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Proposed Mississippi River Bridge In Baton Rouge Moves Forward As Officials Consider Sites

mississippi bridge.jpg
Wes Muller/Louisiana Illuminator
The Interstate 10 Horace Wilkinson Bridge is congested with traffic crossing the Mississippi River in Baton Rouge on Monday, Sept. 29, 2021.

This story was originally published by The Louisiana Illuminator.

Officials and consultants with the Louisiana Department of Transportation have identified 17 potential sites for a new Mississippi River Bridge in the Greater Baton Rouge Area.

A new river crossing to alleviate traffic in Baton Rouge area has long been a wish of Baton Rouge politicians and residents alike. The most recently built bridge, which connects La. Highway 1 to La. Highway 30, carries more than 100,000 vehicles every day, many of which become snarled in congestion from West Baton Rouge Parish to the I-10/I-12 split.

The Capital Area Road and Bridge District, which was formed two years ago as a regional board of leaders to spearhead transportation issues, received a status briefing from the team studying the bridge project. That team includes the state Department of Transportation and Development and Atlas Technical Consultants, which has a contract to do the preliminary engineering work.

Kara Moree, a project manager with Atlas Technical Consultants, said the team initially identified 32 proposed sites along the river from Brusly to Donaldsonville and has since eliminated 15 through a round of screening that included navigational analysis, travel demand information and technical bridge parameters. They also eliminated sites that might contain protected wildlife, public recreational areas and other “sensitive resources,” she said.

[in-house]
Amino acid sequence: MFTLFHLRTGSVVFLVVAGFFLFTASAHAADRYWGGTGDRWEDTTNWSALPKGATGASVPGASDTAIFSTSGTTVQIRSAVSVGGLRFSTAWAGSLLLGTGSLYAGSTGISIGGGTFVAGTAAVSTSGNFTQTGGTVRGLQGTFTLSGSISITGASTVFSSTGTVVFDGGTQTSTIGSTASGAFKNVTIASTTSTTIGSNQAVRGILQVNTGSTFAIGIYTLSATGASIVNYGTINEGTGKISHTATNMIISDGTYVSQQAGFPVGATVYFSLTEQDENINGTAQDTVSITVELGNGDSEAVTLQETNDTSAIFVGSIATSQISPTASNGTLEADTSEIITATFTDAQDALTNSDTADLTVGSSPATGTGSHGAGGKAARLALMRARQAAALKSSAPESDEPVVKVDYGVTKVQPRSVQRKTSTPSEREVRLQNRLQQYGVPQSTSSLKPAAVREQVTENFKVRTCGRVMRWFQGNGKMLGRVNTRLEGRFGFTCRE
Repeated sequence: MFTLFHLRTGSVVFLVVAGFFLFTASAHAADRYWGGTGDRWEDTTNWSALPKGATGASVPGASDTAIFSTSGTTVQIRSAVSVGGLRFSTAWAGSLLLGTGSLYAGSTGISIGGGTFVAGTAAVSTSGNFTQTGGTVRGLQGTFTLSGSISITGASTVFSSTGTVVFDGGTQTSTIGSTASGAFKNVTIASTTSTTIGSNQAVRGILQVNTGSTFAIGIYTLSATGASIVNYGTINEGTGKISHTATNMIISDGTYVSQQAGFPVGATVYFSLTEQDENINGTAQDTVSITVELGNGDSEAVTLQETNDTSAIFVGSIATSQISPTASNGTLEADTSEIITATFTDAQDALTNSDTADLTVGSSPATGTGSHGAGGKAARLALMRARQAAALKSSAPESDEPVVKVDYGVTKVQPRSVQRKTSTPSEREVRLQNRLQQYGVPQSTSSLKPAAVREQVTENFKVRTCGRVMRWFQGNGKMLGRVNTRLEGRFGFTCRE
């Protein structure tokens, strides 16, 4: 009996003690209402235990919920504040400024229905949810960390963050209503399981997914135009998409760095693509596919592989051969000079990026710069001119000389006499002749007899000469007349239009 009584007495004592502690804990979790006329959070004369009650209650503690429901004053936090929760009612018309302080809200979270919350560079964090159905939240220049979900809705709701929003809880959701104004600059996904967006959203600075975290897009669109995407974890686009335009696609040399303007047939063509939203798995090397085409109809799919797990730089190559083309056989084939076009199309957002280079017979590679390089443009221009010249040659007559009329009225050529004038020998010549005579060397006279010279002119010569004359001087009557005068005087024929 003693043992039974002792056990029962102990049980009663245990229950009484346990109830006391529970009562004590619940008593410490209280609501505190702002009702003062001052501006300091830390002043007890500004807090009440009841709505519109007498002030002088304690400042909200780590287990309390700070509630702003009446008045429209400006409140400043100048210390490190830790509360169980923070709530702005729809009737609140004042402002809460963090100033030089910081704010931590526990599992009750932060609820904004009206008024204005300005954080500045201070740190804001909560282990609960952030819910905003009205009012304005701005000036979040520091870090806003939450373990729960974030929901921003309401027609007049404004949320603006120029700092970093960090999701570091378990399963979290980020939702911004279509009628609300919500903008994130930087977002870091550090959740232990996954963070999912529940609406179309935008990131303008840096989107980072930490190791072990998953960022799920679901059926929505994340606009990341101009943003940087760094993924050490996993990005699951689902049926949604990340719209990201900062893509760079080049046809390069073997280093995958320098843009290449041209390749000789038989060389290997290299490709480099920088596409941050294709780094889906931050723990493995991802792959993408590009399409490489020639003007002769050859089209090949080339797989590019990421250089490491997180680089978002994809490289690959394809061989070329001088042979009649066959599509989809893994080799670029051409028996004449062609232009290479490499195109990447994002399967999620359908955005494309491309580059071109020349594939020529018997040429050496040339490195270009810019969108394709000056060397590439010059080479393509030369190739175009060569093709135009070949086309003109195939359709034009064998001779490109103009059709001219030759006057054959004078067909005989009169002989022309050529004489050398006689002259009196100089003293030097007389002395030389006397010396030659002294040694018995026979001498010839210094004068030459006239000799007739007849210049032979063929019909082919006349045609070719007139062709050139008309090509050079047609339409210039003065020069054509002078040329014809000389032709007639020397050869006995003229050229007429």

One idea that was initially proposed was building a “twin span” of the Wilkinson Bridge, but when asked about it, Moree told district members the idea was nixed early on in the screening.

“It was not identified as feasible in this round one — and mostly due to our navigational constraints,” Moree said. “We saw that pretty early on that the river is very wide (there).”

District member Eric Kalivoda said funding for the bridge, aside from state and federal funding, will likely come from a toll.

“There is going to be a toll on this bridge,” Kalivoda said. “There’s no getting around that.”

The consultants are now beginning work on a second, more rigorous round of screening that will include public meetings, further traffic analysis, toll and revenue estimation and other considerations. Toll modeling will be a “really big piece” of that round, Moree said.

Several proposed sites located just south of Addis showed strong marks under the criteria of the first screening round, but transportation department project manager Paul Vaught told district members to not read too much into that because strong ratings in the first round are not necessarily an indicator of how they will perform in the second round.

Through the second round of screening, Moree said, the team will further whittle the list down to three of four alternatives. The shorter list of sites should be complete by fall 2022.